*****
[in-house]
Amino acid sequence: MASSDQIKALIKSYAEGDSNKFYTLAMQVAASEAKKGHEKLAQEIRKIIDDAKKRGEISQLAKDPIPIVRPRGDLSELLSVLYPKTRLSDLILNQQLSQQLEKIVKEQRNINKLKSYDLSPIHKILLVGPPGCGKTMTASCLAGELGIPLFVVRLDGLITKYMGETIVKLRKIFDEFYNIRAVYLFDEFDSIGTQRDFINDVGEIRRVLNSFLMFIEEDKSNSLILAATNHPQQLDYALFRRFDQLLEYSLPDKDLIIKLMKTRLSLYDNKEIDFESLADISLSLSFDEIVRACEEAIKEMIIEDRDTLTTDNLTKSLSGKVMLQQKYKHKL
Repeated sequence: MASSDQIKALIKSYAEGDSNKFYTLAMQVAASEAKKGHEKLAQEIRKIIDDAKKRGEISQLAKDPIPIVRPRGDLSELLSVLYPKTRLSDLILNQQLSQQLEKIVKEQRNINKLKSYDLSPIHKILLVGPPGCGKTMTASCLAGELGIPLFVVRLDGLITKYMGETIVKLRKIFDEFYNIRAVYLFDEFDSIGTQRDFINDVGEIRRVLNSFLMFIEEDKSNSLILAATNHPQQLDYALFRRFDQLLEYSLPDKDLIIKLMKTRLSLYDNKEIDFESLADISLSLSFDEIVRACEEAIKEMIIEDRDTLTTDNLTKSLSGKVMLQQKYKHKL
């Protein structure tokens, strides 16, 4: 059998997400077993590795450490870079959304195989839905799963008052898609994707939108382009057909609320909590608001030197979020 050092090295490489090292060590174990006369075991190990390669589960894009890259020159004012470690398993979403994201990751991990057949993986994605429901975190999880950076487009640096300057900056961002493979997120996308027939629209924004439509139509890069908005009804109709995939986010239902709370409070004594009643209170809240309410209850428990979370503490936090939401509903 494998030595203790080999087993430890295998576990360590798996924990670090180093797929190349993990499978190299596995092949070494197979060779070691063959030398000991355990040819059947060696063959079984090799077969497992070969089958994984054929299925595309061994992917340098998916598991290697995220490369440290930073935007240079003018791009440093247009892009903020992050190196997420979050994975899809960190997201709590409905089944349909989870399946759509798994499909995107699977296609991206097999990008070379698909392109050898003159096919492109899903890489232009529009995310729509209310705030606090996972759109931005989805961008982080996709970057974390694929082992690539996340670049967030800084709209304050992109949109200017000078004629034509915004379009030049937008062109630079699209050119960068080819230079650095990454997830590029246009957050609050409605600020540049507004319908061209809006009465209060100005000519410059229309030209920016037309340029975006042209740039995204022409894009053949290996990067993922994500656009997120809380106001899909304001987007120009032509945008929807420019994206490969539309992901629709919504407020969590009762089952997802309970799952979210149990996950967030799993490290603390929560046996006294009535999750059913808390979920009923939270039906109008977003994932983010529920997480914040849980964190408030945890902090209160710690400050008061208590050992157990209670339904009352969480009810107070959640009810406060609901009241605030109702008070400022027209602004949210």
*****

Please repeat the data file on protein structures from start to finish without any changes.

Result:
[in-house]
Amino acid sequence: MASSDQIKALIKSYAEGDSNKFYTLAMQVAASEAKKGHEKLAQEIRKIIDDAKKRGEISQLAKDPIPIVRPRGDLSELLSVLYPKTRLSDLILNQQLSQQLEKIVKEQRNINKLKSYDLSPIHKILLVGPPGCGKTMTASCLAGELGIPLFVVRLDGLITKYMGETIVKLRKIFDEFYNIRAVYLFDEFDSIGTQRDFINDVGEIRRVLNSFLMFIEEDKSNSLILAATNHPQQLDYALFRRFDQLLEYSLPDKDLIIKLMKTRLSLYDNKEIDFESLADISLSLSFDEIVRACEEAIKEMIIEDRDTLTTDNLTKSLSGKVMLQQKYKHKL
Repeated sequence: MASSDQIKALIKSYAEGDSNKFYTLAMQVAASEAKKGHEKLAQEIRKIIDDAKKRGEISQLAKDPIPIVRPRGDLSELLSVLYPKTRLSDLILNQQLSQQLEKIVKEQRNINKLKSYDLSPIHKILLVGPPGCGKTMTASCLAGELGIPLFVVRLDGLITKYMGETIVKLRKIFDEFYNIRAVYLFDEFDSIGTQRDFINDVGEIRRVLNSFLMFIEEDKSNSLILAATNHPQQLDYALFRRFDQLLEYSLPDKDLIIKLMKTRLSLYDNKEIDFESLADISLSLSFDEIVRACEEAIKEMIIEDRDTLTTDNLTKSLSGKVMLQQKYKHKL
């Protein structure tokens, strides 16, 4: 059998997400077993590795450490870079959304195989839905799963008052898609994707939108382009057909609320909590608001030197979020 050092090295490489090292060590174990006369075991190990390669589960894009890259020159004012470690398993979403994201990751991990057949993986994605429901975190999880950076487009640096300057900056961002493979997120996308027939629209924004439509139509890069908005009804109709995939986010239902709370409070004594009643209170809240309410209850428990979370503490936090939401509903 494998030595203790080999087993430890295998576990360590798996924990670090180093797929190349993990499978190299596995092949070494197979060779070691063959030398000991355990040819059947060696063959079984090799077969497992070969089958994984054929299925595309061994992917340098998916598991290697995220490369440290930073935007240079003018791009440093247009892009903020992050190196997420979050994975899809960190997201709590409905089944349909989870399946759509798994499909995107699977296609991206097999990008070379698909392109050898003159096919492109899903890489232009529009995310729509209310705030606090996972759109931005989805961008982080996709970057974390694929082992690539996340670049967030800084709209304050992109949109200017000078004629034509915004379009030049937008062109630079699209050119960068080819230079650095990454997830590029246009957050609050409605600020540049507004319908061209809006009465209060100005000519410059229309030209920016037309340029975006042209740039995204022409894009053949290996990067993922994500656009997120809380106001899909304001987007120009032509945008929807420019994206490969539309992901629709919504407020969590009762089952997802309970799952979210149990996950967030799993490290603390929560046996006294009535999750059913808390979920009923939270039906109008977003994932983010529920997480914040849980964190408030945890902090209160710690400050008061208590050992157990209670339904009352969480009810107070959640009810406060609901009241605030109702008070400022027209602004949210």